The socio-demographic and obstetric factors part of the questionnaire filled by interviewing the mother and from the ANC records. Questions in the third section were related to nutritional factors, maternal MUAC, exposure to nutrition counseling during the pregnancy, and neonatal factors. The weight of the newborns measured within 1 hour after birth using a valid balanced Seca weight scale which was used by clinical midwifery professionals and rounded to the nearest 100 grams. The scale was checked and zeroed after weighing each newborn child. Eligible mothers were interviewed face to face within 24 h after delivery.
Maternal height was measured against a wall height scale to the nearest centimeter. Maternal body mass index was subsequently be calculated. Maternal MUAC was measured by MUAC tape and rounded to the nearest 0.1 cm. All information was recorded on a data collection sheet designed for the study.
Data Quality Management
On each data collection day, the collected data were reviewed and checked for mistakes, legibility of handwriting, completeness, and consistency, and any mistake or principal investigator and supervisor cleared ambiguities. Any problems faced at the time of data collection were discussed and an immediate solution was taken. A pre-test was done out of the study health facilities out of 5% of sample size two weeks before the actual data collection to see the accuracy of responses, language clarity, and appropriateness of the tools. The necessary amendments were done based on the findings of the pretest. The amended tools were used for actual data collection at the selected health facilities.
Data Processing and Analysis
The collected data were coded, entered into Epi-data version 3.1, and analyzed by using SPSS version 20. Descriptive statistics (frequency, percent, mean and standard deviation) were used to summarize data and evaluate the distribution of responses. Simple and multiple linear regression analysis was used to identify associated factors of birth weight. Linear regression was used over ordinal logistic regression due to the overweight children count was very low (n=7) and this affects the model fitness. Ordinal logistic regression model fitness was failed (Hosmer Lemeshow p-value=0.01) and we changed the model to a linear regression model. The four most important assumption tests of the multiple linear regression model (linearity, normality, homoscedasticity, and multicollinearity) were checked and fitted. For analysis, dummy variables (for k categories, k-1 dummy variable) were created for categorical variables such as educational status, marital status, occupational status. In simple linear regression, variables with p-value <0.20 were entered into multiple linear regression to overcome confounding variables. The multiple coefficients of determination (R2) were used for the model fitness and its value was 0.74. The result was expressed as an unstandardized “ß” coefficient with a 95% confidence level and a p-value <0.05 was considered as statistically significant.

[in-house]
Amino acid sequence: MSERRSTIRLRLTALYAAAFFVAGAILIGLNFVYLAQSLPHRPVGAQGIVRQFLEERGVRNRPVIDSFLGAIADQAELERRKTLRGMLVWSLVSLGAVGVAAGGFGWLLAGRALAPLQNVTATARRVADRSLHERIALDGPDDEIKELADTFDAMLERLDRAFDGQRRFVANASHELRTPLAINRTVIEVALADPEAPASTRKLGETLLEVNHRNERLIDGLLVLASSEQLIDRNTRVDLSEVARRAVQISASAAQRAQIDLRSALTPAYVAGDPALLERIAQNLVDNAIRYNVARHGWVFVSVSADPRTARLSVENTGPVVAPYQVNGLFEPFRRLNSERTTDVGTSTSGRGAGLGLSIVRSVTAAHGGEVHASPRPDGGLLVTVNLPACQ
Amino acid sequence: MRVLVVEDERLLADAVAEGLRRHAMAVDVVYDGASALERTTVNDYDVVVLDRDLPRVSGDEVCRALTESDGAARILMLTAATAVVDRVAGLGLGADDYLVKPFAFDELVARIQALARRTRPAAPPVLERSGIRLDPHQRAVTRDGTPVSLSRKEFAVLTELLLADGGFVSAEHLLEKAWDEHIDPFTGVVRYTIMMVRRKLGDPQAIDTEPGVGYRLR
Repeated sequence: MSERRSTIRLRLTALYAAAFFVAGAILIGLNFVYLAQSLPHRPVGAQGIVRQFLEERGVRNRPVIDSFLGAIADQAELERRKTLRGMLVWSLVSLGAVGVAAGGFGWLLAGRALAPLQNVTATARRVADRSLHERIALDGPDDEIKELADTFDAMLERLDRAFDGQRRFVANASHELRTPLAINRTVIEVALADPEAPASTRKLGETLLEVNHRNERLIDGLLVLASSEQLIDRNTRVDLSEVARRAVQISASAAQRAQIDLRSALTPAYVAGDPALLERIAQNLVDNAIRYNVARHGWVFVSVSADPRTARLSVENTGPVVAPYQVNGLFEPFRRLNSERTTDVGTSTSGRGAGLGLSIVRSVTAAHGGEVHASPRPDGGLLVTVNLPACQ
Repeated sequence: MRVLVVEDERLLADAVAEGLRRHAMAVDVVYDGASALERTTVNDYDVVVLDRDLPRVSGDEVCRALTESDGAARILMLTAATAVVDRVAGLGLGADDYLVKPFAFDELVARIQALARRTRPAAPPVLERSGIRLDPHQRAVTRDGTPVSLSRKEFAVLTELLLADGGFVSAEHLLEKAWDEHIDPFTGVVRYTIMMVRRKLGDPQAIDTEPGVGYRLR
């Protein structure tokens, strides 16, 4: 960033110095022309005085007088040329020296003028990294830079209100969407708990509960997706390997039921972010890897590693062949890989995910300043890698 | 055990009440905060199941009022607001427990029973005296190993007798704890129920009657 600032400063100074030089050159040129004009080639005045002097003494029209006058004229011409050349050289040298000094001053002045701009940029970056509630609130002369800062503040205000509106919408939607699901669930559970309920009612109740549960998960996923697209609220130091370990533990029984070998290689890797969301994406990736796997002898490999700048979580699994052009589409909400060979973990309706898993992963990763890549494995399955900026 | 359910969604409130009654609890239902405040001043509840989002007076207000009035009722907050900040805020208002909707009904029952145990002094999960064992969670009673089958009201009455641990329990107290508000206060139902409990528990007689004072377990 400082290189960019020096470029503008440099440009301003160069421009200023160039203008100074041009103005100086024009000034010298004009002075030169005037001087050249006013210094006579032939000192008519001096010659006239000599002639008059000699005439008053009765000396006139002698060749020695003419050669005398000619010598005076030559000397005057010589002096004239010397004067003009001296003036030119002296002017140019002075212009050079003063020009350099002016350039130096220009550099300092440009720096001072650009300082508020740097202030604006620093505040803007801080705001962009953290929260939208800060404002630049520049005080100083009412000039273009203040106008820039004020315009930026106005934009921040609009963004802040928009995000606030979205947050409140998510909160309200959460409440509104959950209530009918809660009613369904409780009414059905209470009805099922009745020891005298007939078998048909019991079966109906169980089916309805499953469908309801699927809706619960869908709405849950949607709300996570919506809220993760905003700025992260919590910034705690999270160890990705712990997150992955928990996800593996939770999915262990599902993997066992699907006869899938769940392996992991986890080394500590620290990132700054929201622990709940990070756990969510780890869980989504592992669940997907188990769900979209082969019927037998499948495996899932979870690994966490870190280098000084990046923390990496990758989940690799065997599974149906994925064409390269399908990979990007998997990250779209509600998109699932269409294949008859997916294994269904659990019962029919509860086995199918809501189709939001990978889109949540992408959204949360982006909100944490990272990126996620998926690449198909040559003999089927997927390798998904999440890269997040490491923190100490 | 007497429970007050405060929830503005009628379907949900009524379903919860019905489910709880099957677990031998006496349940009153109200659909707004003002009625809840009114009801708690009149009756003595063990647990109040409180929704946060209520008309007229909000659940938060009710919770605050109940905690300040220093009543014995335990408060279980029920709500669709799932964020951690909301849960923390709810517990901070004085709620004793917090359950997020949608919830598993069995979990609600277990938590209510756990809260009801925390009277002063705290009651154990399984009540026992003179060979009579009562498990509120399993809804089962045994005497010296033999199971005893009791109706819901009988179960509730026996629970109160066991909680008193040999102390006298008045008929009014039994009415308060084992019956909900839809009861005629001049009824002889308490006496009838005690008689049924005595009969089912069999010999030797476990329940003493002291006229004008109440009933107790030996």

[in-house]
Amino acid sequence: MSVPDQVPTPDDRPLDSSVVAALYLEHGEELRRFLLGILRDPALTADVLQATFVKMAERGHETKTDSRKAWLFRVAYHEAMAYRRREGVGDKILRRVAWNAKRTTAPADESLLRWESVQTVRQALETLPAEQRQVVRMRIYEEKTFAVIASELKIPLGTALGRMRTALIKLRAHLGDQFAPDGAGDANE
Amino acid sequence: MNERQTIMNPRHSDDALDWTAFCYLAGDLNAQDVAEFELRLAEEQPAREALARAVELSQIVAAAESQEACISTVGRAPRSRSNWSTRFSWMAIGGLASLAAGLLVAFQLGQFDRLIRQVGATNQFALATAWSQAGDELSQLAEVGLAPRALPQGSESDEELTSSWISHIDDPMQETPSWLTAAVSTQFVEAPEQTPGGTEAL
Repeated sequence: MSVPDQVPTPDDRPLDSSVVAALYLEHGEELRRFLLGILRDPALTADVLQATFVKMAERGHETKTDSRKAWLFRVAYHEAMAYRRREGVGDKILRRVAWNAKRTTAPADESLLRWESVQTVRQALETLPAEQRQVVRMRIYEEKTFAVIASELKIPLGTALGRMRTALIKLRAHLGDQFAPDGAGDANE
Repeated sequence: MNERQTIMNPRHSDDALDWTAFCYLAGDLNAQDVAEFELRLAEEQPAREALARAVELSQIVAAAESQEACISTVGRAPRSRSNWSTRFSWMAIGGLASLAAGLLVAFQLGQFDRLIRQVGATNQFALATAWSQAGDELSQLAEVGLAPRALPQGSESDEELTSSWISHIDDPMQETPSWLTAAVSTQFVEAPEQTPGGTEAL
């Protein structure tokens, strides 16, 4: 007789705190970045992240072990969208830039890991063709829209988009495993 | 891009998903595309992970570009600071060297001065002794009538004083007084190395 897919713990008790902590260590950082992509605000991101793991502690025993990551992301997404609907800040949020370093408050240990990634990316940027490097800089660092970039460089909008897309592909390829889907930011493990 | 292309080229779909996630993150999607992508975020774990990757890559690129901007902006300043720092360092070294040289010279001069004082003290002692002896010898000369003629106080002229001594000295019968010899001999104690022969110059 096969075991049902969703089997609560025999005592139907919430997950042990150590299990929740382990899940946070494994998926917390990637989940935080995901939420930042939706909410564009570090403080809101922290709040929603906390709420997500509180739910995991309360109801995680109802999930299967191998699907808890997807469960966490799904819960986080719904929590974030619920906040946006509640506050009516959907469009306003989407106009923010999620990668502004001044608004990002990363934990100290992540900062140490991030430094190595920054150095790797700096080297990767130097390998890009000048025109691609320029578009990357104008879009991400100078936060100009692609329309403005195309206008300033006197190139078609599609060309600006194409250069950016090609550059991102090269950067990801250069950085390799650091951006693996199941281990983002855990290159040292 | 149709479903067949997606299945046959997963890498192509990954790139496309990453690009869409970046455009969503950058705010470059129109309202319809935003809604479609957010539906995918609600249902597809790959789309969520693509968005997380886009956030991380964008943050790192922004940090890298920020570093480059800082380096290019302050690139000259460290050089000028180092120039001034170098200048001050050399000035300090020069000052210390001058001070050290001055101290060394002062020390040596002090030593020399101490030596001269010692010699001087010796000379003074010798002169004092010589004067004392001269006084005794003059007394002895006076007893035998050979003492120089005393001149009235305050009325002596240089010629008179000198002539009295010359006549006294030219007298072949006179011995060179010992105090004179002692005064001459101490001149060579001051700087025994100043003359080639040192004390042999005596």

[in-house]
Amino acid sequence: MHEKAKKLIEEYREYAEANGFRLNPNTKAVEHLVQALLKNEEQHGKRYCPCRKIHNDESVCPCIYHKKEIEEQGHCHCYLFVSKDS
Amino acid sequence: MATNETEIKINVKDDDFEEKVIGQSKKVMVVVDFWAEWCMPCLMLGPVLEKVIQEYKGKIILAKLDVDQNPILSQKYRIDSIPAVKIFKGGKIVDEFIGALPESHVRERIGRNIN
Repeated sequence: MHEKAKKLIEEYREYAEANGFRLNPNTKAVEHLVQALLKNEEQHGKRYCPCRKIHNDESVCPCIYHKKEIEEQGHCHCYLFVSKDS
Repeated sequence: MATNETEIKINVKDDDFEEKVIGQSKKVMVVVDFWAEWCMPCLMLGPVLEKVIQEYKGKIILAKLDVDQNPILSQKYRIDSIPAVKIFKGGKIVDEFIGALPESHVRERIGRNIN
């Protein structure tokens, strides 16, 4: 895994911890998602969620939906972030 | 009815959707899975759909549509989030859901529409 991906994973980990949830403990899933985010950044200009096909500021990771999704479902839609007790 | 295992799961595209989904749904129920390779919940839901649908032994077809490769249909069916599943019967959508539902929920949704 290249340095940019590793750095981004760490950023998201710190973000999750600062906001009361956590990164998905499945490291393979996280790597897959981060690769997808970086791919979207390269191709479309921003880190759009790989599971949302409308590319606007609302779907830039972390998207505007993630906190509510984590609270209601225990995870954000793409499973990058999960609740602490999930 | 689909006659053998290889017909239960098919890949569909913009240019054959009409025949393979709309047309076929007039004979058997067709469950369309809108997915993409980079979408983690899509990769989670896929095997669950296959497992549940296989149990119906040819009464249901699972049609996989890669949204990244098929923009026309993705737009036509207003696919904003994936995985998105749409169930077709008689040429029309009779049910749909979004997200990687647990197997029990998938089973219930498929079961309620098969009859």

Three hundred thirty-seven mothers who delivered at the study area were included with a response rate of 100%. The mean ± SD weight of the newborn child was 2.94 ± 0.65 kilograms. The prevalence of low birth weight was 24% (95% CI= 19.6, 28.8).
A total of 337 laboring women were involved in this study. A total of 222 (65.9%) of the women were from Woldia General Hospital, and 115 (34.1%) were from Kobo primary hospital. About 53.1% of women came from urban, and the rest from rural areas. The mean age of the pregnant women was 32.7 with an SD of 5.4 years within the age range of 18–38 years. The majority of the mother was Orthodox Christian followed by Muslims in religion. Based on the educational status about 45.7% and 29.4% of mothers were primary and secondary education respectively. The remaining 29.4% did not attend modern education. The majority, 79.8% of women were married. More than half of the women (52.5%) of study participants were housewives, 27.0% were a merchant. The median household incomes of the laboring mothers were 5000 ETB (138.9USD) per month.
Obstetrical Characteristics of Mothers
In this study, about 90.2% of respondents were multigravida and the rest (9.8%) were prim gravida. Regarding the period of ANC initiation, 74.8% of laboring mothers were less than four months, and the rest was greater or equal to four months. A majority, 93.5% of respondents were delivered above 38 weeks, and in this study, normal vaginal delivery was the commonest mode of delivery (90.8%). Concerning the number of ANC visits, 54.8% of women had greater than or equal to four, and about 45.2% of respondents had got less than or equal to three ANC visits. The majority, 61.3%, of women had less than four ANC visits. Regarding birth spacing, more than fifty-five percent of the study subjects were waited less than 24 months after delivery, and about 44.4% of delivering mothers waited greater than or equal to 24 months. About sixty-seven and thirty-two percent of the study participants were had taken iron folate during ANC visits respectively.